What the poem critiques first is the older rationalist theory which saw mythologies and rituals as basically explanatory devices. It’s the definition of myth that we were given in grade school: the Norsemen (or Indians, or Israelites, or Africans) couldn’t understand natural events because they didn’t have Science, and so they created this colorful and rather illogical story to “explain” how it happened. Even as a kid, this scheme seemed suspect to me. My experience reading the Old Testament as a believer made me sense that when ancient people told stories about gods or spirits, they were dealing with more than their curiosity about how the tiger got its stripes. Surely it was possible that the millions of people in the world who lived before the invention of empirical science might have been less interested than we are in finding out “how” things happen.² The stories themselves had a much deeper imaginative resonance.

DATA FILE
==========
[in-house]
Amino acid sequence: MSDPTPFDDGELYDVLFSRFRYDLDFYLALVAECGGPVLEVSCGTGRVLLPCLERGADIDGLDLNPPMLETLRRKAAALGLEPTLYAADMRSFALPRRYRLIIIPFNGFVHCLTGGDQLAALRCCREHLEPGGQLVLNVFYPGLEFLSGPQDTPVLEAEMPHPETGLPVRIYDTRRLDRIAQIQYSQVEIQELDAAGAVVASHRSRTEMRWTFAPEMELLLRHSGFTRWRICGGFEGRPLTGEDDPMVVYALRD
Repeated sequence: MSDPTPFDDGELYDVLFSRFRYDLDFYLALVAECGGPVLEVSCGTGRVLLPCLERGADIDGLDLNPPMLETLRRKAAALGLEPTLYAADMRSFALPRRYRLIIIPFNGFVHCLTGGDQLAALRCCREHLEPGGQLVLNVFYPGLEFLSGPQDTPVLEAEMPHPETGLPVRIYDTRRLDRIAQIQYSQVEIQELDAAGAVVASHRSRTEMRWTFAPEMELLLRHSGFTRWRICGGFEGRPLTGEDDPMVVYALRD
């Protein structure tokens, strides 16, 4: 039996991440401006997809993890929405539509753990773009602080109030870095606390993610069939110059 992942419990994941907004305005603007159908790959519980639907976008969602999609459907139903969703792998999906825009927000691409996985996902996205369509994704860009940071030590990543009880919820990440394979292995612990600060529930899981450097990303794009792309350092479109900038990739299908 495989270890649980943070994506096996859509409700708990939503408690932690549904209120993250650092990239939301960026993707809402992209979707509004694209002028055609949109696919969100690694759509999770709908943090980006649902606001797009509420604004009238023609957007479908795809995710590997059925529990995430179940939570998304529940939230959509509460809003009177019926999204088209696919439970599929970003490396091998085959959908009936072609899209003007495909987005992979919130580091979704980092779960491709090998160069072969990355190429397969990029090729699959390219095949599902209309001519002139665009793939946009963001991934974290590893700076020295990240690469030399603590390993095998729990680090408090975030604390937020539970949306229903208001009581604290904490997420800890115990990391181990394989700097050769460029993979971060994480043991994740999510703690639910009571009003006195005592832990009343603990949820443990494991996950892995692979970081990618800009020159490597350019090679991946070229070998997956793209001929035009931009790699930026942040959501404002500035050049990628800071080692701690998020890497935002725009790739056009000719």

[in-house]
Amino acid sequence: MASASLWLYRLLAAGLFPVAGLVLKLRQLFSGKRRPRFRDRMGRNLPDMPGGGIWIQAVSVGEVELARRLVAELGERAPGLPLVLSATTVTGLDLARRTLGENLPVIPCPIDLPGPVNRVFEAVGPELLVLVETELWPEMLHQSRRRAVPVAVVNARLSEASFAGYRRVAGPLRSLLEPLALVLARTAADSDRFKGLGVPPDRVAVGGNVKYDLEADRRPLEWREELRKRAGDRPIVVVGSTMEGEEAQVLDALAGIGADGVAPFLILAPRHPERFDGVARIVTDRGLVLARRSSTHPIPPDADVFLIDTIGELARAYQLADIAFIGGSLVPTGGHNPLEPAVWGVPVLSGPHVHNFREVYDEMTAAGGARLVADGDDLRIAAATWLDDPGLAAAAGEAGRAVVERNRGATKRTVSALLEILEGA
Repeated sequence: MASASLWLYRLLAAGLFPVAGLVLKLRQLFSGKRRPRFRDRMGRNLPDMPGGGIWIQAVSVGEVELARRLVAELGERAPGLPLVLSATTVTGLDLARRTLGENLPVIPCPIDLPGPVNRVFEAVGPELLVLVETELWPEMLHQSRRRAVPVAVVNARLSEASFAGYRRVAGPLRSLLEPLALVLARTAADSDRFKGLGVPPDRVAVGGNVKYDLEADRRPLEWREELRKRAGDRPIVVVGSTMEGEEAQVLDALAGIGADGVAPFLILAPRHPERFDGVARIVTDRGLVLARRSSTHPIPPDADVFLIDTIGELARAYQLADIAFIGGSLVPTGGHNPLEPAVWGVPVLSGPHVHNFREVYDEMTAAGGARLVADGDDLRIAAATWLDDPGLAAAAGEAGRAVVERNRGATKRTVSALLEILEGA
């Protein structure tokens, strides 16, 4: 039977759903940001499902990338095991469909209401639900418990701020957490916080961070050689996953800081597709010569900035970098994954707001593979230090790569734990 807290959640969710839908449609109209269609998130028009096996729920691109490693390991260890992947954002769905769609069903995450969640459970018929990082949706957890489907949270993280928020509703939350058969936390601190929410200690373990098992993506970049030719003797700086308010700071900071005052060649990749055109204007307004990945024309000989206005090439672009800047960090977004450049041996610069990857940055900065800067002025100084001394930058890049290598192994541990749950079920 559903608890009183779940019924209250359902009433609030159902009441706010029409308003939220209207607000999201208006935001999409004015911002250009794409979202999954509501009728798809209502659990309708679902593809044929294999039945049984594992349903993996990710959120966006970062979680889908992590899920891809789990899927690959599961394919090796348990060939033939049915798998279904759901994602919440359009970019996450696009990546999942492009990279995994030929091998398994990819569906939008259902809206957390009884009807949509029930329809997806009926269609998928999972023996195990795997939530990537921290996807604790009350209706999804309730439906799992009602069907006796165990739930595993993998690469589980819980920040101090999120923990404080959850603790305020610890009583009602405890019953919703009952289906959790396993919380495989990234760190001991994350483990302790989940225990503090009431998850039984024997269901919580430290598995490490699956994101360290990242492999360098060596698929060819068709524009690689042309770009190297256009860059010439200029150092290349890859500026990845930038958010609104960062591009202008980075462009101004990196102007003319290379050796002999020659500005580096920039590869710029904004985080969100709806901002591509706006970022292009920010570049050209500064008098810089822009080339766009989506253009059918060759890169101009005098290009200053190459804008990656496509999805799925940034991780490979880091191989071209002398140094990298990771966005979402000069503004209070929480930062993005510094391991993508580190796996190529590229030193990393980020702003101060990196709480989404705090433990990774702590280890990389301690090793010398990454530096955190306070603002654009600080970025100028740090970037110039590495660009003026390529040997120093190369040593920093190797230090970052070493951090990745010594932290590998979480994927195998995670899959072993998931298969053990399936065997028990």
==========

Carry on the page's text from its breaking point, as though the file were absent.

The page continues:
Sociologists today generally agree that such a reductionist understanding of myth and ritual is inadequate. Ritual, in particular, is no longer seen as something extrinsic to religious belief, something “added on” to a core set of doctrines to help explain or remind us of our beliefs. So far as that goes, then, Auden was right to suspect the explanations of a rationalist cultural anthropology.

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“The Pilgrimage to Gößweinstein,” Rudolf Schiestl

Then what about his other suggestion: that our “real earnest” is ritual action, which “entires” us?

This spring, I’ve been chewing over Robert Bellah’s Religion in Human Evolution (2011), which essentially argues that it was ritual that created our capacity for religious belief, not the other way around. If he is right, ritual action and the ability to participate in ritual is at the center of our experience of God and the key to what makes us different from the rest of creation.³